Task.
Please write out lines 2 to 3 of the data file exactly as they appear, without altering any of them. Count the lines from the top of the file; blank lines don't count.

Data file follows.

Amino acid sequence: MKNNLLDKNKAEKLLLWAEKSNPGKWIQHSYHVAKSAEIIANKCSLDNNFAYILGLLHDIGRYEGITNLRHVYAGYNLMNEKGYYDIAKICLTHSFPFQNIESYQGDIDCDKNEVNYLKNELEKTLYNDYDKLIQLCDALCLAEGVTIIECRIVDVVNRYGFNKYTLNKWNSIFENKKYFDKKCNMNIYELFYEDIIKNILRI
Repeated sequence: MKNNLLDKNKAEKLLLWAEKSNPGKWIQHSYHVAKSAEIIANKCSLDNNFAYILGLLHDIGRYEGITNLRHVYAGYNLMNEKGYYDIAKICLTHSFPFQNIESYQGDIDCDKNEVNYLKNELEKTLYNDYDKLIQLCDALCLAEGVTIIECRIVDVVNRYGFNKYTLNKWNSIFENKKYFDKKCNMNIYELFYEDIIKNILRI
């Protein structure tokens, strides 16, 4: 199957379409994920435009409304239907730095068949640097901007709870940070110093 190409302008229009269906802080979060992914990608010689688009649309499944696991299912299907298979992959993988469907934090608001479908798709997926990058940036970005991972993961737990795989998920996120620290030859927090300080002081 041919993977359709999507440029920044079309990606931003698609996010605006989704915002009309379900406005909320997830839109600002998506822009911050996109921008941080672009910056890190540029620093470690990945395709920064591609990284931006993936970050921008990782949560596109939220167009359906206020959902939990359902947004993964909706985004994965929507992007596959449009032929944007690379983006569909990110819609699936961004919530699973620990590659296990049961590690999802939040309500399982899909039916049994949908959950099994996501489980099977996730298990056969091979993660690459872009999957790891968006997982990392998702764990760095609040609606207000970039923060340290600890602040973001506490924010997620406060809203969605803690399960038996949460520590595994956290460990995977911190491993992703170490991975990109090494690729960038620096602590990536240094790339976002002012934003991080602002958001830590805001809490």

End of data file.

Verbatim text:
Repeated sequence: MKNNLLDKNKAEKLLLWAEKSNPGKWIQHSYHVAKSAEIIANKCSLDNNFAYILGLLHDIGRYEGITNLRHVYAGYNLMNEKGYYDIAKICLTHSFPFQNIESYQGDIDCDKNEVNYLKNELEKTLYNDYDKLIQLCDALCLAEGVTIIECRIVDVVNRYGFNKYTLNKWNSIFENKKYFDKKCNMNIYELFYEDIIKNILRI
């Protein structure tokens, strides 16, 4: 199957379409994920435009409304239907730095068949640097901007709870940070110093 190409302008229009269906802080979060992914990608010689688009649309499944696991299912299907298979992959993988469907934090608001479908798709997926990058940036970005991972993961737990795989998920996120620290030859927090300080002081 041919993977359709999507440029920044079309990606931003698609996010605006989704915002009309379900406005909320997830839109600002998506822009911050996109921008941080672009910056890190540029620093470690990945395709920064591609990284931006993936970050921008990782949560596109939220167009359906206020959902939990359902947004993964909706985004994965929507992007596959449009032929944007690379983006569909990110819609699936961004919530699973620990590659296990049961590690999802939040309500399982899909039916049994949908959950099994996501489980099977996730298990056969091979993660690459872009999957790891968006997982990392998702764990760095609040609606207000970039923060340290600890602040973001506490924010997620406060809203969605803690399960038996949460520590595994956290460990995977911190491993992703170490991975990109090494690729960038620096602590990536240094790339976002002012934003991080602002958001830590805001809490």